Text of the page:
Reminder to self: Your writing life is supposed to be enjoyable, and sometimes even fun.
A few recent things brought on this reminder.
1) Last week I went on what was supposed to be a mini-vacation, and ended up being more work than play.
2) I’ve noticed a decided lag in upkeep in my house. I used to move things around and enjoy reorganizing. It’s starting to look like a museum around here.
3) I haven’t entertained in ages. I used to entertain a lot, and I find myself neglecting to invite people over.
4) Last night I had a critique from my writer’s group and all night tossed and turned, worried that I’ll never be able to really the manuscript right. Although this morning I felt more sanguine, I didn’t like that feeling that I must get it right immediately.
5) I have intended for weeks to go see the new Museum of Modern Art in San Francisco and the Berkeley Art Museum. I realized that somehow I never find the time.
6) I find myself feeling beleaguered, thinking of all the things I have to do to write and promote books as some kind of treadmill.
Is that enough? What it points to is that I am burying myself in my study every day, working. I have always preached the virtue of spending some time away from writing each week to refresh myself. And I’m not practicing what I preach. When I’m away from my desk, I constantly worry that I should be doing something: working on the new book, editing the old book, arranging a book tour, figuring out a promotion schedule, updating my website, sending out a newsletter, reading a book I’ve neglected to read, taking care of Sisters in Crime business, taking care of MWA business, writing a short story or article, and on an on.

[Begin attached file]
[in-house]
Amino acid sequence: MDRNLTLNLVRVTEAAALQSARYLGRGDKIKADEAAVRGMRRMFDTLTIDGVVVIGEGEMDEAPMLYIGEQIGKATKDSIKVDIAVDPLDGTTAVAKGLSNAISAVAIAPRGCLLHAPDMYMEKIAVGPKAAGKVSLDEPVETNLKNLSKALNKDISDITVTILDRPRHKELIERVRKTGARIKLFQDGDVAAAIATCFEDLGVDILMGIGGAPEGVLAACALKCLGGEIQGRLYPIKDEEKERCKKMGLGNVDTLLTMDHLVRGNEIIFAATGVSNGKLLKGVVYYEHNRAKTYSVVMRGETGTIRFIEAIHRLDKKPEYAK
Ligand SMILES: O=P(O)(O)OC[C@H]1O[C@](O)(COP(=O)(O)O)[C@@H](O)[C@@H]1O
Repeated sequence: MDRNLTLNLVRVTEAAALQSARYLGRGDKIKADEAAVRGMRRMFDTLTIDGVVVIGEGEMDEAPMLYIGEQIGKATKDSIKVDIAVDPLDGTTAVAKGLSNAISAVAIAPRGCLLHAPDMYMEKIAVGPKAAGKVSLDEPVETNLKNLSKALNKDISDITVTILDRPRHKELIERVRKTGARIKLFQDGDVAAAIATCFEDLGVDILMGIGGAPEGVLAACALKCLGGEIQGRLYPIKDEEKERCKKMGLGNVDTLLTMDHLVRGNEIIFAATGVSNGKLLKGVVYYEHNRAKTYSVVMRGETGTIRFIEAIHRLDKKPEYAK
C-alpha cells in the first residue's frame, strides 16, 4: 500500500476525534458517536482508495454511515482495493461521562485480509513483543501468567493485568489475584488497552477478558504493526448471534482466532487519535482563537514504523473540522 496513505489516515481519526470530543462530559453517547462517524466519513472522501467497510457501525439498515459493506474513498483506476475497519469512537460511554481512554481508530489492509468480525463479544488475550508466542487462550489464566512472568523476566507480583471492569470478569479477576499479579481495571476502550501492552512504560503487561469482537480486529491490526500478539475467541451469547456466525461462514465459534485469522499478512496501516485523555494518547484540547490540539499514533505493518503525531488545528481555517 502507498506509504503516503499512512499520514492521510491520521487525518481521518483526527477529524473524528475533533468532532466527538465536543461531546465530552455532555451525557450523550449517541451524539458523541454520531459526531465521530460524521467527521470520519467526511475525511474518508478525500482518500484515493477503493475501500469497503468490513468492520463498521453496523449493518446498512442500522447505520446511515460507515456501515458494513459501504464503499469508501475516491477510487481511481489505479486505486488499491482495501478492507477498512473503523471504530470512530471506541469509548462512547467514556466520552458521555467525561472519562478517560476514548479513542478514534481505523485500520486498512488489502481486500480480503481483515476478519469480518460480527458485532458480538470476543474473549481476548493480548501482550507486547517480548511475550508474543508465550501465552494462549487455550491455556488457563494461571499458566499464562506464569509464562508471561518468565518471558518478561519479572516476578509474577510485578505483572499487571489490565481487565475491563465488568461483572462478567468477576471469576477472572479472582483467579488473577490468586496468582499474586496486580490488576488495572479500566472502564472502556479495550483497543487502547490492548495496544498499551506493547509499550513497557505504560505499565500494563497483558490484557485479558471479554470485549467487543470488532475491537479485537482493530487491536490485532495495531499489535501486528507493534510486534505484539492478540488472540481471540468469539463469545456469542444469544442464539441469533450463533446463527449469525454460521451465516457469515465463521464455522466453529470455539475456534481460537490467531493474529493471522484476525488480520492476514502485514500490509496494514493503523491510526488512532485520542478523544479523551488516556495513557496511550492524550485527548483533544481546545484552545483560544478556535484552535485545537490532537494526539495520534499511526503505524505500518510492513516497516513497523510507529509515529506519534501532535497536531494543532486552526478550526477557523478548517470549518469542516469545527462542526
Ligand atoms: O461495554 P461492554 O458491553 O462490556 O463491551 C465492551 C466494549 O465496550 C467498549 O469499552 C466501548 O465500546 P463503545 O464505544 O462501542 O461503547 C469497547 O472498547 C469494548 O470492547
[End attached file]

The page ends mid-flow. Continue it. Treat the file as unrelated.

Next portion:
What this calls for is new resolve. I’m determined to look at the world with fresh eyes—not the sunken eyes I see in the morning with dark rings surrounding them. And to do that I have to go to the museum, entertain friends, get new curtains in my kitchen, move paintings around, listen to some music, try a new recipe, call a friend I haven’t talked to in a while, read a book that has nothing to do with writing mysteries, take a day off. In short, smell the flowers!
Here are some flowers for you, too:
Enjoy your day! And take some time off to smell the roses.